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public class db
{
    public static string connectionString =
           WebConfigurationManager.ConnectionStrings["connectString"].ConnectionString;
    public static SqlConnection OpenConnection() 
    {
        SqlConnection connection = new SqlConnection(connectionString);
        connection.Open();
        return connection;
    }
}

I see code like this and it screams WRONG! It's for an ASP.NET (2.0). I understand it to be wrong.

For one you shouldn't open the SqlConnection and return it and two why would you make a static SqlConnection? Won't that create problems if multiple people are trying use it at the same time?

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your absolutly right singletons are evil ahem i mean they have their place... and its always bad to keep a connection open – almog.ori Oct 19 '09 at 22:29
5  
I'm sorry but the SQLConnection isn't a singleton here! Am I missing something? – notnoop Oct 19 '09 at 22:31
    
@msaed: The connection object is a static member of a class so it does become a sort-of-singleton. Though the implementation above is terrible. – Paul Sasik Oct 19 '09 at 23:36
    
Thanks for the good feedback everyone. I have seen code like this too many times and had to put it to others to look at. Primarily the connection.Open() as a bad practice. – geekydevjoe Oct 20 '09 at 0:23
up vote 3 down vote accepted

I'm not 100% sure what the question is, but to answer this

Won't that create problems if multiple people are trying use it at the same time?

no, there wouldn't be problems because each call to OpenConnection() constructs a new SqlConnection instance. That doesn't mean the code isn't garbage for other reasons. I at least hope calls to this method look something like this:

using(var conn = db.OpenConnection())
{
  // stuff
}
share|improve this answer
    
Thanks, you're right. I copied and pasted the code, but I have seen things like this where the actual SqlConnection object is created as a static member or the class is declared static. – geekydevjoe Oct 20 '09 at 0:11
    
Yeah, a static SqlConnection object is pretty yucky. Hopefully it was 'private static', and/or all access to it was synchronized across threads (e.g. with a lock() block). – G-Wiz Oct 20 '09 at 1:18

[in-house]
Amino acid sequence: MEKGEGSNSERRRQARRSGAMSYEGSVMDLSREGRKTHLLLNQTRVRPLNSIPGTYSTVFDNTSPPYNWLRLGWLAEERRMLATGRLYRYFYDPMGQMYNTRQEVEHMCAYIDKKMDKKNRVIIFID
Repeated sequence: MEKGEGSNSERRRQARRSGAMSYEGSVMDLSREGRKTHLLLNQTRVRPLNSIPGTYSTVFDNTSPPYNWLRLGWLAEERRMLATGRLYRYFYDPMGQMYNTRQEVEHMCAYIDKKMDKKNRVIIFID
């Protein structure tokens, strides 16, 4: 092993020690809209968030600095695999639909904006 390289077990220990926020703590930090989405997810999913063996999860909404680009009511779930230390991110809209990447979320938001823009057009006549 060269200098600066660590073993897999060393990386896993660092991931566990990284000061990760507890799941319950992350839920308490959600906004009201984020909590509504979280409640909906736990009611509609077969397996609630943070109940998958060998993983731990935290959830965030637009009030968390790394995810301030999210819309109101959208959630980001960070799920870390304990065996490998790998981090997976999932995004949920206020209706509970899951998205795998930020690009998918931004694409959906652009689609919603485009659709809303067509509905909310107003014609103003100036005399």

What is static is OpenConnection() the Method which returns the connection. A new connection gets returned each time however (the assumption is that caller will be in charge of disposing of this connection object when appropriate).

In other words, the db class shown is not a singleton at all. The confusion may arise from the fact that one does not need to instantiate an instance of db in order to use its OpenConnection() method (since it is static), and the rest of the code may contain multiple snippets like

myConn = db.OpenConnection();
-- then do something with myConn
share|improve this answer
    
That said, a globally accessible static method for getting a SQL connection hardly seems like a good way of doing things. – ColinD Oct 19 '09 at 22:37
1  
Agreed, ColinD, the validity of this "pattern" depends on the context in which it is used. On the one end it may make sense to provide a utility-type method to free the bulk of of the logic in a particular module to having to figure out the location of the connection string (and btw, also to have error handling etc...). On the other hand it may be more judicious to either share connections or to name the "db" class something more specific like "CustomerLeadsDb" or "OnlineBooksDatabase" etc. – mjv Oct 19 '09 at 22:46

You can't just say "Screams of being wrong" and then apply the term "Singleton" incorrectly. Why is a single static connection a poor approach? It you do not recreate it each time, then your entire application can share the connection. Do you need to create, open and close for each frigg'n sql call, that screams of stupid. Either way ADO should manage this.

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Connection objects must be scoped to the method that executes the transaction. Sharing the same connection object between threads will corrupt the connection pool. See this question on SQLDataReader.GetOrdinal() fails rarely with IndexOutOfRange.

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